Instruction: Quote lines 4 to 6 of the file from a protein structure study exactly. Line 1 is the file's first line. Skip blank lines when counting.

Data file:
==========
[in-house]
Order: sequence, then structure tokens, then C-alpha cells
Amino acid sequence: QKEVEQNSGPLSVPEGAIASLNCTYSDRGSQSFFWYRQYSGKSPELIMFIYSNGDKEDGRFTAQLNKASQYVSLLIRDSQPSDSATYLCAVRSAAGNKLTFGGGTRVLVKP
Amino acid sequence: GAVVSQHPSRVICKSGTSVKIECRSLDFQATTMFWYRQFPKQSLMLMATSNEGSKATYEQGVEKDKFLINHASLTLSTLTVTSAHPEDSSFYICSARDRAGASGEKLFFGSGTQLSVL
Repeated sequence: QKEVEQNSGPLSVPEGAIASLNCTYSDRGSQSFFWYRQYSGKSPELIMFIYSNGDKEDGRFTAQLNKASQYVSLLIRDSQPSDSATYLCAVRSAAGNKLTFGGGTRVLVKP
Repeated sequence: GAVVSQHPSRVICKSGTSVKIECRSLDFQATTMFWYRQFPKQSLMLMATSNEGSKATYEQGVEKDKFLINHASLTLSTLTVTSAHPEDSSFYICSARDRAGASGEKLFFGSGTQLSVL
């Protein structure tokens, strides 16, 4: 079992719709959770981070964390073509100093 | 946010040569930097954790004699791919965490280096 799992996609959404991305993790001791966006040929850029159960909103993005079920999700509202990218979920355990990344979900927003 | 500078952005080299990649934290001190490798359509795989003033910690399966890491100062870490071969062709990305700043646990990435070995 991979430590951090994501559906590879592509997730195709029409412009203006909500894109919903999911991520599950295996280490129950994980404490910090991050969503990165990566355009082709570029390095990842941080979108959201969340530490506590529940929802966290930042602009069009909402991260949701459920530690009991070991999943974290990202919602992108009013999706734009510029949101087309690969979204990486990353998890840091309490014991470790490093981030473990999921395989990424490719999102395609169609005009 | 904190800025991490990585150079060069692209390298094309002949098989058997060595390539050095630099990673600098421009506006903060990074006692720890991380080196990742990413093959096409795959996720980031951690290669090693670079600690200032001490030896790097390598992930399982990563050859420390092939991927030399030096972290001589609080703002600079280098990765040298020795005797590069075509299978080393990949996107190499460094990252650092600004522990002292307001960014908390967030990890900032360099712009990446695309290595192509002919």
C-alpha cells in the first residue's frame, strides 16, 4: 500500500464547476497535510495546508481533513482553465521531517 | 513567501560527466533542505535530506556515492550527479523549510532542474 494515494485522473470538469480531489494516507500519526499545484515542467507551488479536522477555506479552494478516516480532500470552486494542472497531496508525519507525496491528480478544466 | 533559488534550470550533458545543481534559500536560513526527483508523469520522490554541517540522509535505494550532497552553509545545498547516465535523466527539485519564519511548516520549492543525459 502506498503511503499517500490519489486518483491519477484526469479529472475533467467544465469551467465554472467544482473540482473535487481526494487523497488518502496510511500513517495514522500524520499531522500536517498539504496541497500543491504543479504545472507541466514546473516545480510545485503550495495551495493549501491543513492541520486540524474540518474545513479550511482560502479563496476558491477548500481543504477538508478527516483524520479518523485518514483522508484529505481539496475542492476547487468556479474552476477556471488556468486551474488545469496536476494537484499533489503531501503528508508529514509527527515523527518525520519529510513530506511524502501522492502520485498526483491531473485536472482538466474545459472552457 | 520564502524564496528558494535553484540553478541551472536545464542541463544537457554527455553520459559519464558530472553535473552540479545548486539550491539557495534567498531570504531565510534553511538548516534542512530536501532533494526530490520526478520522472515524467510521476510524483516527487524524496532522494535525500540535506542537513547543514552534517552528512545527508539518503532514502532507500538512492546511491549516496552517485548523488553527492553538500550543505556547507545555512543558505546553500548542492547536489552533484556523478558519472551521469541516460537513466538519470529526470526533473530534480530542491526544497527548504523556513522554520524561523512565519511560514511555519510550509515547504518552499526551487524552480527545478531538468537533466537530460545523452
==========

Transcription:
Amino acid sequence: GAVVSQHPSRVICKSGTSVKIECRSLDFQATTMFWYRQFPKQSLMLMATSNEGSKATYEQGVEKDKFLINHASLTLSTLTVTSAHPEDSSFYICSARDRAGASGEKLFFGSGTQLSVL
Repeated sequence: QKEVEQNSGPLSVPEGAIASLNCTYSDRGSQSFFWYRQYSGKSPELIMFIYSNGDKEDGRFTAQLNKASQYVSLLIRDSQPSDSATYLCAVRSAAGNKLTFGGGTRVLVKP
Repeated sequence: GAVVSQHPSRVICKSGTSVKIECRSLDFQATTMFWYRQFPKQSLMLMATSNEGSKATYEQGVEKDKFLINHASLTLSTLTVTSAHPEDSSFYICSARDRAGASGEKLFFGSGTQLSVL